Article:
Welcome to the new Independent website. We hope you enjoy it and we value your feedback. Please contact us here.


These are the Queen's hands

Antony Williams replies to the critics of his new royal portrait
I was surprised by the strength and the character of the comment that greeted the unveiling of my new portrait of the Queen. I simply didn't anticipate such a tirade of abuse, especially from some of the critics. I was particularly taken aback by Brian Sewell's comments, and somewhat hurt by them. Initially, I wondered if I'd got the painting wrong, but there has been quite a lot of support from other artists and critics. If it had all been negative, I would have taken it more seriously.

Brian Sewell wrote that "the Queen is not an ordinary woman ... and she deserves better than to be perpetuated as an old age pensioner about to lose her home". By contrast, WF Deedes, praising my work, thinks that I "sought to remind the Queen's subjects of how life has been for her in the last year or so". In fact, I wasn't setting out to make any sort of statement. I was just trying to make a portrait in the way I'd approach any painting.

I had six sittings with the Queen, of up to 90 minutes each, but the painting took about three months to complete. I did a lot of work in the studio from sketches and photographs that I had made. I recorded everything, from the background to her hands. My depiction of the Queen's hands has come in for the most criticism, but this over-emphasis on her hands is irritating. It is a minor detail and the critics are losing sight of the whole work. How can you make a real judgement just from the hands?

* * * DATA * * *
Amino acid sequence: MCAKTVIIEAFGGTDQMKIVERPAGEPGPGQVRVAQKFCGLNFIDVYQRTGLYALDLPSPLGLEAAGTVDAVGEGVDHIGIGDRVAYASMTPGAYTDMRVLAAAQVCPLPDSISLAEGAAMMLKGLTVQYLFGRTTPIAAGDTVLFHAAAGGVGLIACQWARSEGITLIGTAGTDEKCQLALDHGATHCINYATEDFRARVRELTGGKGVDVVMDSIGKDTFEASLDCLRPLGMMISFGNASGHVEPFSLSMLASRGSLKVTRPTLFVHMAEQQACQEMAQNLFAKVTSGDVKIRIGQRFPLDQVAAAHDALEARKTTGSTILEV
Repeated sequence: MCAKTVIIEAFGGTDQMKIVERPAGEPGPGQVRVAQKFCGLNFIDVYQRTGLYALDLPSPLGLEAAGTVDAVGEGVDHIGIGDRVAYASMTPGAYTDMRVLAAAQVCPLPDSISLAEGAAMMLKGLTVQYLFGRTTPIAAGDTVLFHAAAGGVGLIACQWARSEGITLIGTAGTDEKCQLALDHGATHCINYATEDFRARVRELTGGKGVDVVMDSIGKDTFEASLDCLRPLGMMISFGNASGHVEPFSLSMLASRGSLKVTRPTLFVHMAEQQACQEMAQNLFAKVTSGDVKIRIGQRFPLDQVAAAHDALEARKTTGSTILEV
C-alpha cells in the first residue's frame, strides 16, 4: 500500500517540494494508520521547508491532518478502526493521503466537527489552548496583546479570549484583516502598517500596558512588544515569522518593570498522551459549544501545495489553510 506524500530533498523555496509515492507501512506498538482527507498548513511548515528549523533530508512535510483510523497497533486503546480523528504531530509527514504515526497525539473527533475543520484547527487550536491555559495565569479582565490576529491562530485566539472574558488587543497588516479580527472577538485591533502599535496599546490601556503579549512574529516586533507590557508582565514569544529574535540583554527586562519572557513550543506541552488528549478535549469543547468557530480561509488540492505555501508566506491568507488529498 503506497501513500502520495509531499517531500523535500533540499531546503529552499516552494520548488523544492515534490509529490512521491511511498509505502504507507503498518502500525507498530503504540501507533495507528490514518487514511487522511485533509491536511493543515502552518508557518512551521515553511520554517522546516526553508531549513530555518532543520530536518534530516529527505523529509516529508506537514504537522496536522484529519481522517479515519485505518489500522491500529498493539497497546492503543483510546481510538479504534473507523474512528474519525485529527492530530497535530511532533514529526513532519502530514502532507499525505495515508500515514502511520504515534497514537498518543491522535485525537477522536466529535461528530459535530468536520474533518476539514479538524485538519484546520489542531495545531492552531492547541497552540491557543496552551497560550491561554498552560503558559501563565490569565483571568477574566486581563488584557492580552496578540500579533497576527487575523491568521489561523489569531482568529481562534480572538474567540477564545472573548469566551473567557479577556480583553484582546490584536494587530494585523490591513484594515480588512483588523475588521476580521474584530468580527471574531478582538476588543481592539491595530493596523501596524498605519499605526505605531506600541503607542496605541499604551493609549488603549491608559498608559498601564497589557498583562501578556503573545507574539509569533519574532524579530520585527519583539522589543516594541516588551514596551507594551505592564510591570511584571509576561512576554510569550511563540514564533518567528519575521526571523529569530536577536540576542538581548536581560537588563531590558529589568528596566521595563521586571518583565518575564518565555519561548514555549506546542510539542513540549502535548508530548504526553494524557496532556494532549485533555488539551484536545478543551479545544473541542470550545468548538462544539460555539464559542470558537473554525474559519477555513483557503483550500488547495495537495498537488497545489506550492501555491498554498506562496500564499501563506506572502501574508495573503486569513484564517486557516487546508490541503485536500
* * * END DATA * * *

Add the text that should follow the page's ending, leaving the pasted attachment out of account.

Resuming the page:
Lord St John of Fawsley says they are not the Queen's hands, but they are. They were like that! There is some exaggeration, because you're not painting a photograph. A painting is transformed actuality. They are paintings of hands - not real hands - a mixture of my own impressions, my mental notes, my sketches, how the light was falling, a distillation of several visits.

My portrait is an honest painting of the Queen, but it is not honest to the visual accuracy only: it is more than that. It is honest to the process of painting. Although there should be a likeness to what you are representing in a portrait, you must also be be truthful to what the person is. It is not a conscious interpretation, and despite what the critics say, I am not trying to make a statement about monarchy.

I am not a republican and I am not a pro-monarchist. Like a lot of people, I have mixed feelings. The idea of a monarchy in a democracy is at odds with itself, but there is a strong sense of tradition regarding the monarchy which I share too. I wasn't trying to make a point in any way. It was just a painting. I was employed to produce a portrait and that's what I did.

The writer was judged best young portraitist of 1995 by the Royal Society of Portrait Painters.